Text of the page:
The Monash area will send a blend of athletes to the London Olympics. BRAD McGRATH and ROY WARD spoke with shot-putter Dale Stevenson and diver James Connor.
POWERHOUSE Monash University shot-putter Dale Stevenson, pictured on cover, has established himself as one of Australia's best. His distance of 20.63 metres in May this year made him just the third man from Australia to bust the 20m barrier.
He's in the form of his life and coach Gus Puopolo believes that Stevenson is only going to get better in the future. At just 24, Stevenson has time on his side, with most of the top power athletes not reaching their peak until they near 30.
"He's in good form. Hopefully, he can get through to the finals - getting through the qualifications would be great for him and to throw 20.63 metres shows he can do that," Puopolo says.
"I believe that if he can throw 20.10 metres he can be in the top 10."
Click on the image of Glen Waverley's Benita Willis for our gallery of Monash stars at the Olympic Games.
Stevenson, a Monash University student who is completing his bachelor of education (honours) off campus, says the excitement of going to his first Olympics and earning a reward for his hard work was just beginning to pay off.
"The preparation for London is going really well. I've had an excellent block of training and turning it into some distances.
"We've got a team camp in Cologne in Germany and from there I've got three competitions lined up before the Olympics.
Under Puopolo's watchful eye, out of his Ringwood Athletics base, Stevenson has worked alongside fellow Olympians and Puopolo students Scott Martin and Benn Harradine.
"I think it's only kicked in in the last few weeks - how close it is and how real it's all getting. It's been a long process through qualifying.
"The challenge of qualifying was quite a mountain to climb but I've learned a lot from my peers - those older athletes have been a big help. It's the first time we'll have been on a team together."
Stevenson regularly visits his parents in Mornington and has many friends on the peninsula who will be cheering him on.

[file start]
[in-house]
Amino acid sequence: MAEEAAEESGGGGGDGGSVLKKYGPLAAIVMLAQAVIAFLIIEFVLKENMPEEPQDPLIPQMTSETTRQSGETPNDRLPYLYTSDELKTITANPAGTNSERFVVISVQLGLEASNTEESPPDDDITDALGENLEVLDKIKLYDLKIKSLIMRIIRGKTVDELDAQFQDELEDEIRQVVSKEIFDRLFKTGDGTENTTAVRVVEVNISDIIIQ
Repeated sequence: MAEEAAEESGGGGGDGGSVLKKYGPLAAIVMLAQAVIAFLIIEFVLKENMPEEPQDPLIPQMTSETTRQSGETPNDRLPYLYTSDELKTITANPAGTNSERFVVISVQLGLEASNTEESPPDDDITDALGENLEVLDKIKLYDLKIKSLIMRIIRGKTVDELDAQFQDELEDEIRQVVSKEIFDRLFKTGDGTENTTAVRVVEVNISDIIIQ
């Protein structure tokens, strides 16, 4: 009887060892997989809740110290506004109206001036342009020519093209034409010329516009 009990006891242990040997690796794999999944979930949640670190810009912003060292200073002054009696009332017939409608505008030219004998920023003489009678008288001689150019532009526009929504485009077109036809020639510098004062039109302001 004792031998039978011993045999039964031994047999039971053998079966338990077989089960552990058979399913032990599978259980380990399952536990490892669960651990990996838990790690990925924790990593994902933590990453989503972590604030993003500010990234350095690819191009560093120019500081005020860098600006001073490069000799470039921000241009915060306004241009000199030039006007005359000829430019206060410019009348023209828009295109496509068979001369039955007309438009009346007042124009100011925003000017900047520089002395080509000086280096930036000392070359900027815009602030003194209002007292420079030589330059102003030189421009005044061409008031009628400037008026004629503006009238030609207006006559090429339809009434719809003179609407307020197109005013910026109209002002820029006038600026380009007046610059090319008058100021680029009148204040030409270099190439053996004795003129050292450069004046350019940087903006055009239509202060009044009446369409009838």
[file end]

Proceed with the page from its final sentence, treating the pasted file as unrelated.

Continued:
"I try and get down there [Mornington] at least once a month."
While Stevenson battles to outmuscle other giants in the shot put, former Glen Waverley diver JAMES CONNOR, will be using finesse and grace to snare a personal best in the Olympic diving.
The 17 year old qualified for his first Games earlier this year with top-two finishes in the 10-metre platform after overcoming stress fractures in his lower back.
Connor had previously represented Australia at the Commonwealth Games in Delhi in 2010.
"When you are training for all this time, you assume that it's probably too far out of reach," he says.
"To get selected is amazing. I don't know how to describe it. But to experience this process, this journey is amazing as well.
"I'm going to soak up all the experiences of London."
Connor moved to Brisbane so he could train with Australia's best divers and the national coaches. His family is still based in Glen Waverley, but his mother Joan commutes between the two cities.
Connor will have to wait for his event as it's not scheduled until the the second-last day of competition.
"For me, making the team has been the greatest thank-you I can give to my parents.
"I'm so grateful for everything they have done.
"For any sacrifices I've made, they have made just as many and I hope they feel proud and as much as part of this achievement as I have been."
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